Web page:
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Even the world's no.1 PC maker finds selling smartphones tough


Lenovo is the biggest PC maker in the world, but smartphones remain a challenge. The company's mobile arm announced a pre-tax loss of $292 million for the three months ending in June: Motorola phones shipped stood at 5.9 million, down just less than a third from last year. The company now plans to cut 10 percent of its non-manufacturing jobs (roughly 3,200 people), aiming to save around $650 million in the second half of 2015. It's also writing down $300 million in unsold phones. The company's total net profit dropped 51 percent year-on-year, down to $105 million.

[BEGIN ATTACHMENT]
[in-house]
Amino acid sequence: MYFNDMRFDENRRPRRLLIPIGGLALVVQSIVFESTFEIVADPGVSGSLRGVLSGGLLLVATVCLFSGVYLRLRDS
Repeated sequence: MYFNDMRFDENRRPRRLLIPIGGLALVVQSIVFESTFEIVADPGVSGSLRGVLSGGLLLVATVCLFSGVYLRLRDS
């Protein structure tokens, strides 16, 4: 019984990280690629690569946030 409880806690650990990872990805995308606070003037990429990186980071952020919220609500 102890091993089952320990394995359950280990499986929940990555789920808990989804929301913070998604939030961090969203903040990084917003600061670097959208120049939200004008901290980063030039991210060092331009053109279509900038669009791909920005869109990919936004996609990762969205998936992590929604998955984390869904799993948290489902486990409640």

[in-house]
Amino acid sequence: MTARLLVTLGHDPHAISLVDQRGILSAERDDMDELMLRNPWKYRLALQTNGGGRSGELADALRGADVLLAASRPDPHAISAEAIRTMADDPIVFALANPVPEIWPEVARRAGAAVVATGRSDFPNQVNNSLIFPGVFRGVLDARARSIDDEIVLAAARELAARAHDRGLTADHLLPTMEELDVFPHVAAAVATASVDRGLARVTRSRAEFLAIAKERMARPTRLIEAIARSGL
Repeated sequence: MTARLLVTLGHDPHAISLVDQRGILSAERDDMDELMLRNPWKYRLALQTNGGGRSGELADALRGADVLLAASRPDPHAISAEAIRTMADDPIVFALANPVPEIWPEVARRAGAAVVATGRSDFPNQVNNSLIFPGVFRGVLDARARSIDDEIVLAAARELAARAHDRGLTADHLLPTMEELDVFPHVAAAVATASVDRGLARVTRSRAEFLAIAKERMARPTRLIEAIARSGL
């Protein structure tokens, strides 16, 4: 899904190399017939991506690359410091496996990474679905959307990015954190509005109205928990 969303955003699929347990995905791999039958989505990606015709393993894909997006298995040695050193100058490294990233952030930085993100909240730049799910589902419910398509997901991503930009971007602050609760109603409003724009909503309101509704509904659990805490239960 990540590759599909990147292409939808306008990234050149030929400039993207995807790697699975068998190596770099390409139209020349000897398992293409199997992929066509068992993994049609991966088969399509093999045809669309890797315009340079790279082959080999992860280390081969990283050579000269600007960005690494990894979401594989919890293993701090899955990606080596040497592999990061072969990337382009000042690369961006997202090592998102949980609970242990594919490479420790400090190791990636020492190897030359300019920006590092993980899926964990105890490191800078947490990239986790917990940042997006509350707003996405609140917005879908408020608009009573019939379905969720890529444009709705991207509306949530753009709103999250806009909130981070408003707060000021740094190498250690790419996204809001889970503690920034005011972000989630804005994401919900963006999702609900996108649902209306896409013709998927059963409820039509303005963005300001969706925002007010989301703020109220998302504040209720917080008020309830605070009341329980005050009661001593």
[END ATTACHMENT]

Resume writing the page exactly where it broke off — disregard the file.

Lenovo's chief exec, Yang Yuanqing, told Reuters that he stands by the acquisition of Motorola, which cost $2.91 billion in 2014. He added that restructuring Motorola and Lenovo's smartphone divisions will take two to three quarters. This looks likely to cost $600 million, due to the "toughest market environment in recent years" -- likely why the company is trying all sorts of gambits.

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